edit: also - I got a lovely email from a friend of mine yesterday. Her daughter just started high school last week and is taking French for the first time (knew a fair amount of Spanish as a small child and took weekly lessons in biblical Hebrew lessons for more or less half of her life). She apparently loves that Duolingo says she's 14% fluent in French. That right there is the one thing I have found good about Duolingo's false fluency proclamation - it appears to be able to do a lot to encourage a barely 14 year old who could use all of the encouragement she can get :)
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Re: Aokoye's Journey Through German (and other languages?)

Postby tastyonions » Sun Aug 27, 2017 12:20 pm

Not sure I have ever commented on your log before, but I just wanted to let you know that I've really enjoyed reading it. Your determination and progress inspire me to work harder on my own German.
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Re: Aokoye's Journey Through German (and other languages?)

Postby aokoye » Sun Aug 27, 2017 12:33 pm

tastyonions wrote:Not sure I have ever commented on your log before, but I just wanted to let you know that I've really enjoyed reading it. Your determination and progress inspire me to work harder on my own German.

Thanks that means a lot :) It's definitely not an easy path most of the time, but it's fulfilling. It takes a lot out of me, but somehow I keep going.
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Re: Aokoye's Journey Through German (and other languages?)

Postby aokoye » Mon Aug 28, 2017 7:34 pm

Today I went to the Jewish Museum in Vienna which was really great save for a very grumpy person who was working at the bag check. I didn't understand how exactly it worked because it was in no way logical compared to almost every other bag check I've seen. They really just need a sign in German (and perhaps English and Hebrew) saying how it works. She ended up grumpily switching into English with me and then I finally figured it out (English wasn't any more helpful honestly). That said, there was an Israeli couple who came in just as I was leaving who also didn't get it so I ended up explaining it to them in English (one of the people was likely an L1 English speaker given his accent and neither understood German). I then got a really nice compliment from one of the guards about how I clearly know what I'm doing as I was even able to explain it to other visitors :)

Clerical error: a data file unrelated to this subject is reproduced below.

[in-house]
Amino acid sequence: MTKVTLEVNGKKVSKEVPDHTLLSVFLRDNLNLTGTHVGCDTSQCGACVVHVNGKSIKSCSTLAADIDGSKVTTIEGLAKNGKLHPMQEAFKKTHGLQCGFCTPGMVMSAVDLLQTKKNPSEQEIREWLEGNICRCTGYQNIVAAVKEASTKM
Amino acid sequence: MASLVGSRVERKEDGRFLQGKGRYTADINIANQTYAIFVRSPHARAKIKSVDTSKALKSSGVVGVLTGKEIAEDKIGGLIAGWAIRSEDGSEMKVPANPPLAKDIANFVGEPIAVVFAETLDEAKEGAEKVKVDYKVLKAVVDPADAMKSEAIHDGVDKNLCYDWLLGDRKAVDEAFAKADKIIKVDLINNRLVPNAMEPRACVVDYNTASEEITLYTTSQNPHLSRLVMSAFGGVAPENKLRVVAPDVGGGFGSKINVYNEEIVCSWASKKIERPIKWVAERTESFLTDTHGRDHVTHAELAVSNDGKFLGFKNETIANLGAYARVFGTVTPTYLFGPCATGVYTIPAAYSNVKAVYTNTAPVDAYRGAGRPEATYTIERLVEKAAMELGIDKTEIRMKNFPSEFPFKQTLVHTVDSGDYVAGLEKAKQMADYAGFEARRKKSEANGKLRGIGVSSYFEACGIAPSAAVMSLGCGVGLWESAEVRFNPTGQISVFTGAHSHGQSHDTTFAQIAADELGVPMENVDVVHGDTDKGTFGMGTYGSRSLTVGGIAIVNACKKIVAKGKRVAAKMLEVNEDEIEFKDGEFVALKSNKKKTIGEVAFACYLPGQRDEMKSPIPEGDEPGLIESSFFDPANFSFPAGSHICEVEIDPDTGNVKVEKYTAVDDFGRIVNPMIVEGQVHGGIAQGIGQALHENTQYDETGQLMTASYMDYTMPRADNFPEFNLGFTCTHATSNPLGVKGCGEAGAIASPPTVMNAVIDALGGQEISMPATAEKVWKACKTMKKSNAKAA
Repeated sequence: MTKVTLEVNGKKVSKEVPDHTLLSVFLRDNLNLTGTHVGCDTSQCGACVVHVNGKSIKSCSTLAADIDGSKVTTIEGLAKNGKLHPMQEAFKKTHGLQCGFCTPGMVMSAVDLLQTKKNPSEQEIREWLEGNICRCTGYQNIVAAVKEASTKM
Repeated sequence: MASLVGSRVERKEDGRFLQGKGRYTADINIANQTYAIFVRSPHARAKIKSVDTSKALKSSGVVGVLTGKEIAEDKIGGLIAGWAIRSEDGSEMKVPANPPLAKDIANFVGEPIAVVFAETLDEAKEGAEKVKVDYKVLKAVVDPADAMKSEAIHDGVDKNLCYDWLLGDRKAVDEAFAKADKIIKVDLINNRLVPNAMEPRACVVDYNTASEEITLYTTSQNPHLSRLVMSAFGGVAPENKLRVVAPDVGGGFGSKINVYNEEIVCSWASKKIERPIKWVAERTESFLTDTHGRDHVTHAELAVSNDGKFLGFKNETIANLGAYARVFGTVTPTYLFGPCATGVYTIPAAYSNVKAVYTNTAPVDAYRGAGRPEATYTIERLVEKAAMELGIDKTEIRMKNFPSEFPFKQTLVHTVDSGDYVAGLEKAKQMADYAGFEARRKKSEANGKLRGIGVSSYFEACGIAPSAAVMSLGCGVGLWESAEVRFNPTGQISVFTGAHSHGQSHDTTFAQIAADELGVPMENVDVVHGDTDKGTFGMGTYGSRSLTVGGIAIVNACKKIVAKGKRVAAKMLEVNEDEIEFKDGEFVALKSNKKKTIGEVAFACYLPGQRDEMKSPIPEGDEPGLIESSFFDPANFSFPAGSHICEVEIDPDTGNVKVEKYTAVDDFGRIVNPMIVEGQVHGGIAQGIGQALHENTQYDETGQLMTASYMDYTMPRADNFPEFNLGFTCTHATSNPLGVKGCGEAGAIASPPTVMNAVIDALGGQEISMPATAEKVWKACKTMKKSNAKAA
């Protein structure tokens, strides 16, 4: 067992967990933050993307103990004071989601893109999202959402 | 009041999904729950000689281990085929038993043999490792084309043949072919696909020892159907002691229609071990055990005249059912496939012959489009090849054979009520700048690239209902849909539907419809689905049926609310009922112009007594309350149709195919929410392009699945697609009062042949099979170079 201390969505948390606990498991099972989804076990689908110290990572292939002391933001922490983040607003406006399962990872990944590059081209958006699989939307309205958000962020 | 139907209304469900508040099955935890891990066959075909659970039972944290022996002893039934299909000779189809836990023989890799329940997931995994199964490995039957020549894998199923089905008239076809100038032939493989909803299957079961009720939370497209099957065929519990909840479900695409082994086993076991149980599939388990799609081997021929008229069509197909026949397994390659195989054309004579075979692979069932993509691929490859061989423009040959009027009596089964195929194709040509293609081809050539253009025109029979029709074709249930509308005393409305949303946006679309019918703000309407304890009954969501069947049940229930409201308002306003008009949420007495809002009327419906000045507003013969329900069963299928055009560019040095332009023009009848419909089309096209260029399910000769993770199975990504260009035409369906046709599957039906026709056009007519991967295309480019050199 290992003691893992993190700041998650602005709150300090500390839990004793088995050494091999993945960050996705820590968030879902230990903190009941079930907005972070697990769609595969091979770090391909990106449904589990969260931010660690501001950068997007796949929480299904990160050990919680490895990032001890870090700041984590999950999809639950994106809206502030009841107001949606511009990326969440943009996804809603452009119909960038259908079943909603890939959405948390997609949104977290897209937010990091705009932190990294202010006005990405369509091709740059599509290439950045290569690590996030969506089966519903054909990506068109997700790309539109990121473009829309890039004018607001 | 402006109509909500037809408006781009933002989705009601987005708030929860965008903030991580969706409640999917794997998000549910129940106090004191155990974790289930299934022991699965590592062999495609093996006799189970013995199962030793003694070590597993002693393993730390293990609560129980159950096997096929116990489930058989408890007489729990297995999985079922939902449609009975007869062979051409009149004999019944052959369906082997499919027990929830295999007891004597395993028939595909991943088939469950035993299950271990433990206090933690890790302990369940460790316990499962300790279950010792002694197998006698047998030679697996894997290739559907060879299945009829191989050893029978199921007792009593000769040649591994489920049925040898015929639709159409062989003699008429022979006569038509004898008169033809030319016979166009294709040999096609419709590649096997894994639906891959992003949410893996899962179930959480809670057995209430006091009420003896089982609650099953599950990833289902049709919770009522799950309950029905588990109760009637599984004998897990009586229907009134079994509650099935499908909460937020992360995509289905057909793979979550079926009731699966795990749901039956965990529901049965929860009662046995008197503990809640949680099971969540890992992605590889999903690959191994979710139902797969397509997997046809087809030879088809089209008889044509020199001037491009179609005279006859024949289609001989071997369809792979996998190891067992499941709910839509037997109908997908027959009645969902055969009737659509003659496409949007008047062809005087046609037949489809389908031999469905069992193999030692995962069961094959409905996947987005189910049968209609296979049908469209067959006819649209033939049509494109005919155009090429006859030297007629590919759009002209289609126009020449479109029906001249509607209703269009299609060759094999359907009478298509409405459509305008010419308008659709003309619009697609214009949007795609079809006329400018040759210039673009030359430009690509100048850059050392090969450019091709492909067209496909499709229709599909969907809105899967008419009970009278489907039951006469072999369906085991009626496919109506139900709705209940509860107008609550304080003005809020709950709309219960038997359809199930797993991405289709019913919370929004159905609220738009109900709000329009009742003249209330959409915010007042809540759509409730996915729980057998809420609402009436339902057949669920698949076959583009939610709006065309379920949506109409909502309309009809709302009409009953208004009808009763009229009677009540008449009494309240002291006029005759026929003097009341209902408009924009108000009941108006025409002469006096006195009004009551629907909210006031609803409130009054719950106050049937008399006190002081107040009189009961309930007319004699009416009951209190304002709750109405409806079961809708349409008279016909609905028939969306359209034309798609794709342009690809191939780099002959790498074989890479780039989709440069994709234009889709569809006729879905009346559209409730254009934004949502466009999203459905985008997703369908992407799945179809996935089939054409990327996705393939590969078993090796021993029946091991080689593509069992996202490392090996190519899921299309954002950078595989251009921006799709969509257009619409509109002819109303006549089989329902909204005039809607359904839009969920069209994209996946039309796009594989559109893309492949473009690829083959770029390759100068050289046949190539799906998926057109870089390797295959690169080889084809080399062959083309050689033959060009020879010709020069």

After that I went to lunch, got given the English menu, stuck with ordering in German, and eventually after 3 plus turn sequences the person I was speaking to (you order at the counter) switched to German. Given that all I was doing was ordering food, asking for clarification, and then ordering more food it's not like I couldn't do it in German. I did so my first day here as well - all in German with no issue (a similar, "order food, ask for clarification about something, order more food" sequence).

I think really the thing about Vienna is that because I don't "look European" people address me in English before I open my mouth. This didn't happen in Vienna despite wearing the exact same clothes and doing more or less the exact same things. I can't even blame it on being in areas that are touristy as it also happened at this little Indian place I went to this evening. While it is a longish uphill walk from Schönbrunn Palace, there are no tourists in this area (it's four or five blocks from my AirBnB) and the person I was talking to's L1 is Hungarian. I ended up getting another "but your German is so good". If I end up living in Germany or Austria and this happens 10 years from now it's going to get really old and likely border on xenophobic. If I have children while living here and they get it then it will be a mix of xenophobic and racist. It's not uncommon for people with Turkish immigrant backgrounds who are L1 German speakers to get told this and there's at least one book with that title (in German). It's akin to, "you're so articulate," in the US which is something I've been told more than once.

This morning I spent a bunch of time working specifically on preparing for the TELC test. I read a few of the readings from the textbook and did one of the listening comprehension exercises. I ended up doing better than I thought on the reading and worse on the listening. Both scores would likely be well enough to pass those subsections if it was the actual test though but it's good feedback. From what I can tell the there are sections of TELC that are harder than TestDaF but the speaking section of TestDaF is a joke in terms of logistics and difficulty (primarily because of how unrealistic it is). I think that the reading prep for TELC will be good prep for TestDaF if only because the readings are harder than what I've read so far for TestDaF and the topics are nearly identical to what will show up on TestDaF. It makes me feel less bad for focusing less on TestDaF on my TELC book days.

Ok - dinner has been eaten (it was only so-so, not spicy enough but that's no surprise but a giant portion means that I have breakfast/lunch for tomorrow) so now I'm going to do my writing homework and work on vocab some more. I think I'm going to stay in tomorrow and study.